and my 39th year of living in Nashville.

Johnny Cash and Waylon Jennings were the first artists I photographed
when I arrived in Nashville on assignment in 1977.


Waylon 1977
This is one of my first Nashville photographs.


I was brought up in England like most children of the baby boom era, being familiar with TV westerns, Davy Crockett and listening to cowboy songs:
“She’ll be Coming ‘Round the Mountain”, “Yellow Rose of Texas”, Roy Rogers’ “Champion The Wonder Horse” and “Heartbreak Hotel” by Elvis Presley.

I bought my first camera, a Kodak Brownie 127, when I was seven and have taken photographs ever since.

I have photographed many musicians.
During the past thirty nine years in Nashhville I have been involved with hundreds of album/CD covers, either as a photographer and often as an art director/designer. My vision of Nashville stems from my British heritage and from hearing skiffle on the jukebox as a teenager.

I have seen many changes in the Nashville community and music business since my introduction in 1977. Nashville has become a major American city with a healthy food scene and eclectic music community.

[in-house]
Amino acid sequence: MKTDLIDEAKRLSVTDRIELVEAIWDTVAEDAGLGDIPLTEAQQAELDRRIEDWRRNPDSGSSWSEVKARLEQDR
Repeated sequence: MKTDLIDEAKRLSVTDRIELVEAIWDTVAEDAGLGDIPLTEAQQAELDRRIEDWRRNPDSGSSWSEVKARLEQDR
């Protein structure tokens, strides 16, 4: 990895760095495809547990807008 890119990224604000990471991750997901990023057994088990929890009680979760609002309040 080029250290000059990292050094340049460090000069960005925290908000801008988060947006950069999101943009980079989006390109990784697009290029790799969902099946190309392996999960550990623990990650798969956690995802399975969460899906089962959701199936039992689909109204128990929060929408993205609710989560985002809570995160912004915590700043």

I use Kodak film.

Some Nashvillians still think I speak "real funny".
Waylon once told me “You need to learn to speak proper, Hoss!”



My first commissioned album - 1978
Client: Anchor Records (London)

Artist: Cado Belle / design: Seabrook, Graves and Aslet

 

My first LP album cover was
Bobbie Gentry's "Ill Never Fall In Love Again" (EMI-UK)


Photographed in Manchester Square, London - May 1968

 

MAGazines (include)
Beach Culture, Ray Gun, SNOWboarding, Surfer, Rolling Stone, Spin, Q, Mojo, Record Mirror, Melody Maker, Musician, NME, CMP, Bass Player, Guitar, Billboard, Oxford American, People, Cowboys & Indians, ..
.

CLIENTS (include)
Sony, BMG, Columbia, Elektra, Time-Warner, ABC, RCA, MCA, Universal,
Lost Highway, Mercury, Dead Reckoning, Texas Music Group, Lava/Atlantic, Johnny Cash, Stubb's BBQ, London University /Institute of Historical Research

MUSICIANS photographed (include)
Beatles, Rolling Stones, Iggy Pop, David Bowie, The Who, Diana Ross, Deep Purple, Elton John, Bill Haley, Bob Marley, Jim Morrison, James Brown, Johnny Cash, Willie Nelson, Waylon Jennings, George Jones Kris Kristofferson, Steve Earle, Stevie Ray Vaughan, Lucinda Williams, Toad the Wet Sprocket, Tanya Tucker, Merle Haggard, Bill Monroe, Dwight Yoakam, Joe Ely, ....

 


© Photograph by Bebe - 8.18.15

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SUNDAY TELEGRAPH MAGAZINE feature (UK)
Published October 5th
2014

Interview Published May 2014


biography

Alan left school at sixteen to become a professional photographer in London. He shot his first magazine cover a few days later (Manfred Mann promoting "The Mighty Quinn"), the second, published September 14th 1968, was the Beatles promoting the Yellow Submarine film.